Peer predicts China will sack British judges on Hong Kong’s highest court
A peer has predicted that the Chinese authorities will sack the British judges who sit on Hong Kong’s highest court amid the withdrawal of a barrister who was prosecuting the region’s leading pro-democracy activists.
Lord Garnier QC, a former Conservative solicitor-general, told The Times that he thought the Chinese authorities would fire the judges soon, despite the 1997 handover deal having created a role for law lords on the Court of Final Appeal.
“My hunch is that Beijing will want to get rid of them anyway,” he said, “because they represent an independent judiciary that will not kowtow to political commands from Beijing.”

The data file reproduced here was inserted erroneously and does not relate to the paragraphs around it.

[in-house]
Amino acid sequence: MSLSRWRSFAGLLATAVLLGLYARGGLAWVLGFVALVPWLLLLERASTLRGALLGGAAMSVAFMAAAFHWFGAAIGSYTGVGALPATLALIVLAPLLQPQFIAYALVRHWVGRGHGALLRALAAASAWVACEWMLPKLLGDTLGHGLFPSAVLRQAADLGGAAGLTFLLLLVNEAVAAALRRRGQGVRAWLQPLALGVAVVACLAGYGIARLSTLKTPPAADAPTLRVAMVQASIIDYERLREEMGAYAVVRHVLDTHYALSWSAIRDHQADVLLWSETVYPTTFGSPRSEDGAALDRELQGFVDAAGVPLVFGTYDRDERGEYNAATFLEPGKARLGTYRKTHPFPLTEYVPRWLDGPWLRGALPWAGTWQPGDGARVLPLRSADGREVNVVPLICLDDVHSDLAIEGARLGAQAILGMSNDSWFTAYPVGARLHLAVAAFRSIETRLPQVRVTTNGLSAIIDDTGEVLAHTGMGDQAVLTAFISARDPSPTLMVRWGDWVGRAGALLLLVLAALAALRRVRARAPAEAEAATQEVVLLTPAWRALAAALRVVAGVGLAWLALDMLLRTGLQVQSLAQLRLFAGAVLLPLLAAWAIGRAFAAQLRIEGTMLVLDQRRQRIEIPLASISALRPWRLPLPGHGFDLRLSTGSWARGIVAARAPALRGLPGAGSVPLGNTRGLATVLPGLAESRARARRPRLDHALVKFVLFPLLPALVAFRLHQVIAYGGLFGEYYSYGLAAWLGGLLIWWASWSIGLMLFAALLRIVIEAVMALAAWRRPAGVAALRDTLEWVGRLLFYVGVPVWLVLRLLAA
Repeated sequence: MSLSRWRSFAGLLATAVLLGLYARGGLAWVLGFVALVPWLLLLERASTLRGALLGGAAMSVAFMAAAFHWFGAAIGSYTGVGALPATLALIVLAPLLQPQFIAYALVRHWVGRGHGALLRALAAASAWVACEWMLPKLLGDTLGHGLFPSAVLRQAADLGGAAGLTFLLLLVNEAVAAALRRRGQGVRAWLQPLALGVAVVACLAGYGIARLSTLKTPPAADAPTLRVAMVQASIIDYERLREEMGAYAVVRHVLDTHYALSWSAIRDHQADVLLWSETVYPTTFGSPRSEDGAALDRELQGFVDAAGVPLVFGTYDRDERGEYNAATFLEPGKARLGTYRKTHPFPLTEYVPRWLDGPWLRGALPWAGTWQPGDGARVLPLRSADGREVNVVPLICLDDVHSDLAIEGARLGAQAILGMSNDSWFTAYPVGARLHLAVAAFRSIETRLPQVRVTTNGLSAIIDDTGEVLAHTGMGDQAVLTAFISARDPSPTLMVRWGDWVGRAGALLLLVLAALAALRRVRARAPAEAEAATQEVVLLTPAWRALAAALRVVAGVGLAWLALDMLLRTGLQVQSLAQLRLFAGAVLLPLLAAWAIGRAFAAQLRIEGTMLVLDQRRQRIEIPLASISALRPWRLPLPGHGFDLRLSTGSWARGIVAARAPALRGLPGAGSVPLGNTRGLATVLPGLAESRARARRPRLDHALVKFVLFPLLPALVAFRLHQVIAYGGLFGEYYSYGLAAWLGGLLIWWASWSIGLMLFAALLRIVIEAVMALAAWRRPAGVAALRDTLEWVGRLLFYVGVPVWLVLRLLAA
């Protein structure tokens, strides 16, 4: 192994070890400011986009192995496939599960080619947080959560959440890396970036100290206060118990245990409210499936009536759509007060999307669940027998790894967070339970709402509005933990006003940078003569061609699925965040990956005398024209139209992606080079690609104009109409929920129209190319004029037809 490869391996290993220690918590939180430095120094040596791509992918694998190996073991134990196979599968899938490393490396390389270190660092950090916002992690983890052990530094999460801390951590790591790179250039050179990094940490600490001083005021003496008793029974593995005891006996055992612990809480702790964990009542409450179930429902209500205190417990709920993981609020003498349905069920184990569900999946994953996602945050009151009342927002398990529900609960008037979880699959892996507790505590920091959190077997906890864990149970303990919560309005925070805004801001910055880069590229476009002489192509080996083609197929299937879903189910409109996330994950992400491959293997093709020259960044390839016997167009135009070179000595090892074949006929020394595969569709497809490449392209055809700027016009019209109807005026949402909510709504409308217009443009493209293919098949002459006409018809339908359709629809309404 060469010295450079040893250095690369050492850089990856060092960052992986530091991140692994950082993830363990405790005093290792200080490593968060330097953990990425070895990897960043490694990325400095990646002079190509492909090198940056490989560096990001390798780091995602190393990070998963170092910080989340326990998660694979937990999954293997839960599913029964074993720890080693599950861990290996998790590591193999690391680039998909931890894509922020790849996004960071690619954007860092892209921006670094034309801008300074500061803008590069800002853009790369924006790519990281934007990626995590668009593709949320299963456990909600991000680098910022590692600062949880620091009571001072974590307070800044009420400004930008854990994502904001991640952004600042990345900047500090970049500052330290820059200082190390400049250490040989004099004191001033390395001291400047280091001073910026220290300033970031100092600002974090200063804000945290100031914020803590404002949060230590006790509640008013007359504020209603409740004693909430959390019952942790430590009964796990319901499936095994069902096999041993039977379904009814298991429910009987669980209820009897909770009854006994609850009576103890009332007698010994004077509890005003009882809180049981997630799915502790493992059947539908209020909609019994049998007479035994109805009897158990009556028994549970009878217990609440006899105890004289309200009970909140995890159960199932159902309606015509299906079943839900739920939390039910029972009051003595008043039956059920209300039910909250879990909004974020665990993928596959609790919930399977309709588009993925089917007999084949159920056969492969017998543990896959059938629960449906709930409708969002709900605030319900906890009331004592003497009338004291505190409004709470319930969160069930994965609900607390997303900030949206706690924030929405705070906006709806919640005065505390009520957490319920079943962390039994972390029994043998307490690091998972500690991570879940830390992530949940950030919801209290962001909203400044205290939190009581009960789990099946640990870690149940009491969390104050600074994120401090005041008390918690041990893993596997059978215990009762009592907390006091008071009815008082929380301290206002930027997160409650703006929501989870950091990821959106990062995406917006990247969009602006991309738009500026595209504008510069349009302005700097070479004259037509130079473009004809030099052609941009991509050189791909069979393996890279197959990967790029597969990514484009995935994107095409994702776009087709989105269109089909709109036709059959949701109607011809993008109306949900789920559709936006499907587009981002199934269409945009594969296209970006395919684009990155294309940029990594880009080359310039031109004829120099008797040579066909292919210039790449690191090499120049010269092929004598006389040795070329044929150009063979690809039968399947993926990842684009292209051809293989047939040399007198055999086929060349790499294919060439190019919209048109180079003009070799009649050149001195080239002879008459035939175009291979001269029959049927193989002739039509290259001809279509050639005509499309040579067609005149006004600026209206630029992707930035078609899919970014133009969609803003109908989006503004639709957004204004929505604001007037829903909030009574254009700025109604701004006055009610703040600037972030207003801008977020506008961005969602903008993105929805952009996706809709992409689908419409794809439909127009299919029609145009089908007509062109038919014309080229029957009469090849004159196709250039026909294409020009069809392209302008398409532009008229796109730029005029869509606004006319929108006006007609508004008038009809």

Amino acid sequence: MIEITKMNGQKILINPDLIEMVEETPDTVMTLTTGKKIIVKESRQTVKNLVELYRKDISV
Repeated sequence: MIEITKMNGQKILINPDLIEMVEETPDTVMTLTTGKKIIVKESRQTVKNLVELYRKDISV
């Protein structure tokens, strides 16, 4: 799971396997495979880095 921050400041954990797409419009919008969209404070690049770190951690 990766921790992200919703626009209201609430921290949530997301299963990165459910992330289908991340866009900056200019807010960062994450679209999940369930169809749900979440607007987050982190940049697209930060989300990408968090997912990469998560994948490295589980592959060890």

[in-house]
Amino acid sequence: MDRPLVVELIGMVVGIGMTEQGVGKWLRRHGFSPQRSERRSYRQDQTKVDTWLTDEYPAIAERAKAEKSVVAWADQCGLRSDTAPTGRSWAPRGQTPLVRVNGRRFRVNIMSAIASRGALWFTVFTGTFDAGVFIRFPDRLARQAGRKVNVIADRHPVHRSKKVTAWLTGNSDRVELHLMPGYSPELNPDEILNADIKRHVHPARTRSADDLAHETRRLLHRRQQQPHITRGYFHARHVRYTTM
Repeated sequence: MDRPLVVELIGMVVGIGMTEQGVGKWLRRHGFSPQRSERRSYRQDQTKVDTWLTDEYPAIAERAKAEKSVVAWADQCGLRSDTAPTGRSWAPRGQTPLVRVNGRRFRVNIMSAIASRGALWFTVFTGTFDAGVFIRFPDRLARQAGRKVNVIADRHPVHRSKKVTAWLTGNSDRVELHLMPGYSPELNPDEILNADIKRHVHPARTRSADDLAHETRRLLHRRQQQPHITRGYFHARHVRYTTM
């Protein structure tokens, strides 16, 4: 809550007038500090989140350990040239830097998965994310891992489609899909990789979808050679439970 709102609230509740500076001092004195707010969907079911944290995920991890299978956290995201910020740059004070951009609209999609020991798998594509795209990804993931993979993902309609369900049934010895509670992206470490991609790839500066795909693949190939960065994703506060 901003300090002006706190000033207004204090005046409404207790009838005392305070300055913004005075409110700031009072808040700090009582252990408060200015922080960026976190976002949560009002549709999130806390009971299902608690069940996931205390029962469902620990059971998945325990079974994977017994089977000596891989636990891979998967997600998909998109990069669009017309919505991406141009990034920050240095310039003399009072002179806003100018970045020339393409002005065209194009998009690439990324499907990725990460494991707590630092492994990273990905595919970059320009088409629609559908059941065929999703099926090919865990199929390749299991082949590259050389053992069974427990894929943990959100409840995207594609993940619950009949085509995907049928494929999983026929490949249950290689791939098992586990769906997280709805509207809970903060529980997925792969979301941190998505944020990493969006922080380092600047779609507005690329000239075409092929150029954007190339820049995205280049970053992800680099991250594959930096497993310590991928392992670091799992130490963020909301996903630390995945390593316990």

David Perry QC quit his role yesterday after he received criticism for his role in the prosecution of Hong Kong’s pro-democracy activists.
Hong Kong’s Department of Justice said Mr Perry had concerns about “growing pressure and criticism” and “indicated that the trial should proceed without him”.
Hong Kong’s legal system sees foreign lawyers occasionally used by both the defence and prosecution.
Lord Falconer of Thoroton QC, the former Labour lord chancellor, said: “David Perry’s withdrawal is further confirmation this prosecution is anti-democratic and offends basic human freedoms. It should be abandoned. His withdrawal is a good thing for the reputation of English lawyers.”
Ten British judges, among them President of the Supreme Court, Lord Reed, Deputy President, Lord Hodge and former justice Lord Sumption, as well as past presidents, sit on the Court of Final Appeal.